In addition to all this, manually working with data to analyze spend is incredibly burdensome and time-consuming. And, it’s an entirely additional skill set being demanded from your supply chain staff.

Hiring more people or outsourcing this function is never going to be a complete solution. The more we can automate, the more your in-house team can accomplish.

Reason #3: Better Dialogue Between Clinicians and Supply Chain

Better and more frequent dialogue between clinicians and supply chain is another executive desire, and here the C-suite can have more direct influence, by encouraging or even mandating this communication. Historically, this communication has been driven around a savings event run every 12-18 months. 

Why is this important? Because savings isn’t possible in PPI without this collaboration. Collaboration isn’t possible without trustworthy and defensible data around clinician utilization.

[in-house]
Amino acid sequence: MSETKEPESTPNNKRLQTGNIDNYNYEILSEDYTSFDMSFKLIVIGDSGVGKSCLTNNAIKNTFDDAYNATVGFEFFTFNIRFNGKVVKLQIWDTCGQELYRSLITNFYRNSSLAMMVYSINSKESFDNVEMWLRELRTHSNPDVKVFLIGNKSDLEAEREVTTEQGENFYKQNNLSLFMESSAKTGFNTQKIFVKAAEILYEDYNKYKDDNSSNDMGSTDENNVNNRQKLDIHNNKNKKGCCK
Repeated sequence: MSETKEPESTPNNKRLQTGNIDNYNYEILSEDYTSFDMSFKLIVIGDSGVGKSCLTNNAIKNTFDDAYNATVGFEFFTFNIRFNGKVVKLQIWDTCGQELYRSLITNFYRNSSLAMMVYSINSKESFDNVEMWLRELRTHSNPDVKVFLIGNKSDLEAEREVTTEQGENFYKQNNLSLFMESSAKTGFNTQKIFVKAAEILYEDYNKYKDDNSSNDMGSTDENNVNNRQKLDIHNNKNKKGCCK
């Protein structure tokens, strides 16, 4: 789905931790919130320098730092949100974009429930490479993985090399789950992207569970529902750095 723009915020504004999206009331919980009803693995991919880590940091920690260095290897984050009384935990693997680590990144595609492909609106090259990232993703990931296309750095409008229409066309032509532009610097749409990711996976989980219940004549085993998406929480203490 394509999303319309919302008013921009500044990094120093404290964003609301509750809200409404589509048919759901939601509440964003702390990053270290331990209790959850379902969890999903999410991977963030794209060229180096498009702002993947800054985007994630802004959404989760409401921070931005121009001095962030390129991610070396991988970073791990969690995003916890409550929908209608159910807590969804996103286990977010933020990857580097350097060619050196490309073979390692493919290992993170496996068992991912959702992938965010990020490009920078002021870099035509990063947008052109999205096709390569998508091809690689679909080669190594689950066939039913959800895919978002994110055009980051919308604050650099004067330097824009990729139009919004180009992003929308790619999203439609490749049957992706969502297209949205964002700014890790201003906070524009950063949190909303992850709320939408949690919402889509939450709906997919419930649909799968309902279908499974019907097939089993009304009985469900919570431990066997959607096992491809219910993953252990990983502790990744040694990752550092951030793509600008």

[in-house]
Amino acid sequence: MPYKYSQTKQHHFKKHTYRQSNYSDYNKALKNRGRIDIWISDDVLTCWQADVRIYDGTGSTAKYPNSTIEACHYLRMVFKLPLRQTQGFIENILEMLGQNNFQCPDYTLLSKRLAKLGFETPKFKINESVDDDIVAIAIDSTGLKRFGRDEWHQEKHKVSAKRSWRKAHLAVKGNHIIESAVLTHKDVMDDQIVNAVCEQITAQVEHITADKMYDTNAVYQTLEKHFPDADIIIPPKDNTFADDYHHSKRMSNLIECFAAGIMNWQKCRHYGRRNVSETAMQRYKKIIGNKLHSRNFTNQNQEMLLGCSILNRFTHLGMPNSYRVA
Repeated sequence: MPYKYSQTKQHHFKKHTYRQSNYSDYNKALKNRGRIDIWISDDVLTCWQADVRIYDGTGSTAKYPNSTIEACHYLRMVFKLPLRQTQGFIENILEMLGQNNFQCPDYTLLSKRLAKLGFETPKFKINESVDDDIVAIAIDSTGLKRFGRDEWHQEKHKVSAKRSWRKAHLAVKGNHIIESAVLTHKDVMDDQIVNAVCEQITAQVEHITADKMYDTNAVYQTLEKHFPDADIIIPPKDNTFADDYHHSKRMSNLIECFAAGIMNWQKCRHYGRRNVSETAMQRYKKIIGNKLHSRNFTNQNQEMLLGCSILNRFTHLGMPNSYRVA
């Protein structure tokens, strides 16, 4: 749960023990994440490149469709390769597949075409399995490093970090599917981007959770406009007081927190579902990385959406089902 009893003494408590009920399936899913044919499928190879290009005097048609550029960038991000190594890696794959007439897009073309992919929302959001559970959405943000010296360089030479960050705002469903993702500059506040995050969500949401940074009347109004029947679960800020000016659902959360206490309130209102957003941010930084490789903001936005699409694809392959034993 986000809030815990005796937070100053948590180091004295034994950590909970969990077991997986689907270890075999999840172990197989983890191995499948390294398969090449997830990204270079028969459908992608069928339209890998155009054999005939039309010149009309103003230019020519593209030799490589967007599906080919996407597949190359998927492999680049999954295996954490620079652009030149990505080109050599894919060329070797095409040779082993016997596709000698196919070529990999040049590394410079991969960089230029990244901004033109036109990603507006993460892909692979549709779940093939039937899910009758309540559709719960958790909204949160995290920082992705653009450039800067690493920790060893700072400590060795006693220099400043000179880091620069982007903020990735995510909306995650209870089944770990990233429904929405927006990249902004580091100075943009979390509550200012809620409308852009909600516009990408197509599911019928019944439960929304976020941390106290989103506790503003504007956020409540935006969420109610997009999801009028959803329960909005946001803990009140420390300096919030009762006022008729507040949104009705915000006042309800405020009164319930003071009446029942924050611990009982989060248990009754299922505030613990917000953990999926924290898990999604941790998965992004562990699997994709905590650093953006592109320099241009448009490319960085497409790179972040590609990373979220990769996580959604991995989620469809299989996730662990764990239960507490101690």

More and more we see C-suite decision-makers using cost-accounting tools to identify high-level case-cost variance between physicians. But then supply chain is tasked with rebuilding procedural constructs from scratch. They then have to compare those constructs to market benchmarks in order to have defensible data to present to clinicians. This is a time-consuming and manual process. 

Collaboration must shift to monthly or quarterly reviews in a category to keep up with practice pattern and utilization changes. C-suite reinforcement ensures that supply chain is equipped with usable and defensible data to drive these conversations on a more frequent basis and that in turn, drive purchasing power. 

The Fastest Path To Net Positive Impact This Fiscal Year

C-suite executives are looking to supply chain for answers and improvements. These teams hold the key to purchasing power. Investing in the supply chain offers one of the fastest paths towards a net positive impact in the same fiscal year. In all of these, Curvo is here to help with our clinical spend management software. Interested in learning more? Contact us to schedule a demo today.